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Angels Fire Mickey Hatcher: Just Poor Hitting or Did Albert Pujols Play a Role?

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Angels Fire Mickey Hatcher: Just Poor Hitting or Did Albert Pujols Play a Role?
Harry How/Getty Images
Fired Angels hitting coach Mickey Hatcher greets Torii Hunter.

The Angels aren’t hitting, so they fire the hitting coach. Seems logical, right? Yes, that was sarcasm.

Mickey Hatcher has been the Angels’ hitting coach since 2000, the only hitting coach that his former Dodger teammate Mike Scioscia has worked with as a major league manager.  

There’s no denying the offensive struggles of the Angels this year. They’ve been shut out a major league-high eight times. Howie Kendrick, Alberto Callaspo (so glad I got you in fantasy), Torii Hunter and Vernon Wells are hitting between .244 and .267. Chris Iannetta, Peter Bourjos and Erick Aybar are under .197.

But the big problem has been $250 million man Albert Pujols, who came to Los Angeles with season averages of .328 with 40 home runs and 121 RBI. After 150 at-bats this season, Pujols is hitting .213 with two home runs and 17 RBI. That projects to eight home runs and 65 RBI for this season.

So the case for Hatcher’s dismissal seems pretty clear, right? Yes, that was a trick question.

There may very well be more to Hatcher’s firing than the stats I just shared with you.  Pujols was upset with Hatcher a few weeks ago for telling the media something that Pujols said in a meeting before the start of a series with the Twins on April 30. You know, what’s said in the clubhouse stays in the clubhouse.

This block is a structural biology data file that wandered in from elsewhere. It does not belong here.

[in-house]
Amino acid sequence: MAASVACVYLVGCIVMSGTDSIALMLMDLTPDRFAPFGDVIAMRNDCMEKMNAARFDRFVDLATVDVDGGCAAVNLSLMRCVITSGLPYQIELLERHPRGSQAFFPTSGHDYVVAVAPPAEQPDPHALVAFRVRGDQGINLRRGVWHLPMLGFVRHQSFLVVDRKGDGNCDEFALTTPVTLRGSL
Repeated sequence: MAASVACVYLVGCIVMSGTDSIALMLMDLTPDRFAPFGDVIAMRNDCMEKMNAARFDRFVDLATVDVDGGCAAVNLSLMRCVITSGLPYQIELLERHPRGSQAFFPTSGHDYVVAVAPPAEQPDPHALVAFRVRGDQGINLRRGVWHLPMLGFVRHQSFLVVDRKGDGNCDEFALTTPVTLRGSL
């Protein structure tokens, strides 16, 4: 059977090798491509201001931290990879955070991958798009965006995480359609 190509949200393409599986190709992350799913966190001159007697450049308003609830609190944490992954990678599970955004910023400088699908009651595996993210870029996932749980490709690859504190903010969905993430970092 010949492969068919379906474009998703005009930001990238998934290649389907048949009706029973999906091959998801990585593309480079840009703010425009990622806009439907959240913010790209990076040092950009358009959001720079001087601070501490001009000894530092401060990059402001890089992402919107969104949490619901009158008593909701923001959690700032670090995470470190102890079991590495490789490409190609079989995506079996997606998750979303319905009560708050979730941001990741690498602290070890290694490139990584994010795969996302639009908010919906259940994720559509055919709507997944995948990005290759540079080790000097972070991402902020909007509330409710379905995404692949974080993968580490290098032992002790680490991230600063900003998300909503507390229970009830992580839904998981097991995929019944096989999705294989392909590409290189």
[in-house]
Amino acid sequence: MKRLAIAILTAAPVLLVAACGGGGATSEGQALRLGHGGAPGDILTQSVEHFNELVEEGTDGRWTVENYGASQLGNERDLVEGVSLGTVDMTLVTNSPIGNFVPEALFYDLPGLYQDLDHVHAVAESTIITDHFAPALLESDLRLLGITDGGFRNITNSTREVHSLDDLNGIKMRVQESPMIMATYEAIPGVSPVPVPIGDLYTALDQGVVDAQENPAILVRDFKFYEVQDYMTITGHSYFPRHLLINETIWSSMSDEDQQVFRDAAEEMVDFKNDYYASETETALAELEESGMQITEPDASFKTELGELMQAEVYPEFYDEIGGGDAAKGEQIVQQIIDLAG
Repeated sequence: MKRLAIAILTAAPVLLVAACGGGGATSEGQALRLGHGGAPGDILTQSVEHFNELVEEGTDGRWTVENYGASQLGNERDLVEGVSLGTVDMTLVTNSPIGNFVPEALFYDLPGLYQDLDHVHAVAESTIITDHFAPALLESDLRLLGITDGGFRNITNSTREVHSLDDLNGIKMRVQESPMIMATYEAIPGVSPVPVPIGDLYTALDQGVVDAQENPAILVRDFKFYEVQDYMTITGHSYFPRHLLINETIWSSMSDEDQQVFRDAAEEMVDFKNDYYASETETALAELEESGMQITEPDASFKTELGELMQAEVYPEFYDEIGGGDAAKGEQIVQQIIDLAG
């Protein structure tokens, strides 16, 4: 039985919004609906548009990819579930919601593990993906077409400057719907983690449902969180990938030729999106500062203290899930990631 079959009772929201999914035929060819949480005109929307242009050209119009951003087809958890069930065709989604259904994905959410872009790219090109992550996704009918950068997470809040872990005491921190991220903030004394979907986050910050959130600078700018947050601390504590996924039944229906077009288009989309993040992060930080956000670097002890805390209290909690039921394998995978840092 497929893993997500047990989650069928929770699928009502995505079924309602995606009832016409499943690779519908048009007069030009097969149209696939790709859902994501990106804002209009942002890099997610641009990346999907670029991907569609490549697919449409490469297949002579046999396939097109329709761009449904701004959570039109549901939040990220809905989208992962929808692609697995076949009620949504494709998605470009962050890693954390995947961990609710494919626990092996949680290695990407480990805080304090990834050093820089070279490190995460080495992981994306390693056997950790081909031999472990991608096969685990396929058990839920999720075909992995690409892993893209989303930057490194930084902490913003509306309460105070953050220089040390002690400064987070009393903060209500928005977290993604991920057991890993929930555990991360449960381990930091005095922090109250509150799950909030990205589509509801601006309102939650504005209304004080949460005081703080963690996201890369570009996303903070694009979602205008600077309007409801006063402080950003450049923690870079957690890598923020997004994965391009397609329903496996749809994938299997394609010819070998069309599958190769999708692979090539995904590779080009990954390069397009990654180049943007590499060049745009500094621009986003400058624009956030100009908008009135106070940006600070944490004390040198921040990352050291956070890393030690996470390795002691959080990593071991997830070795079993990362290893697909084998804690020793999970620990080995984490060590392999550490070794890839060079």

That sounds good in theory, but what Hatcher shared with the media was Albert telling his teammates that he wouldn’t continue hitting so poorly and that he had experience with teams overcoming offensive slumps like the one the Angels were going through.

Hatcher needed to be sworn to secrecy for that?

Stephen Dunn/Getty Images
The struggling Albert Pujols.

Pujols has a reputation as a very good guy. And he is. But he has also demonstrated some ability to be a bit of a diva.

Let’s not forget the flap that Albert caused after Game 2 of last year’s World Series. That game turned on a critical ninth-inning error by Pujols. His comments after the game? He didn’t make any.

While the media waited in the locker room, Albert sat in the kitchen. The same kitchen that’s off limits to the media. The explanation from Pujols was that he didn’t duck anyone, they simply had to ask anyone to get him and he would have come out.

Sounds plausible? Perhaps, but reaction from the media indicates otherwise. Players make themselves available by waiting by their locker without anyone having to summon them.

Then Cardinals’ manager Tony La Russa backed Pujols, as he always did. There’s no team in baseball treated better by their fans and local media than the Cardinals. St. Louis is a great baseball city and they worship their team no matter what.

They’re not New York, where I sat in the right-field stands and heard Mets fans go off on the right fielder all game long. Their own right fielder.

They’re not Boston, where the abuse of the visiting team is legendary.

They’re not Philadelphia, where they’ve been known to boo injured visiting players. And Santa Claus.

Albert spent 11 years being coddled by everyone in St. Louis. He was very comfortable. He then made no secret of the fact that he wanted to be the highest-paid player in the game and became that by signing with the Angels this past offseason.

So far that hasn’t worked out very well. Just ask Mickey Hatcher.

Follow me on Twitter @sprtsramblngman

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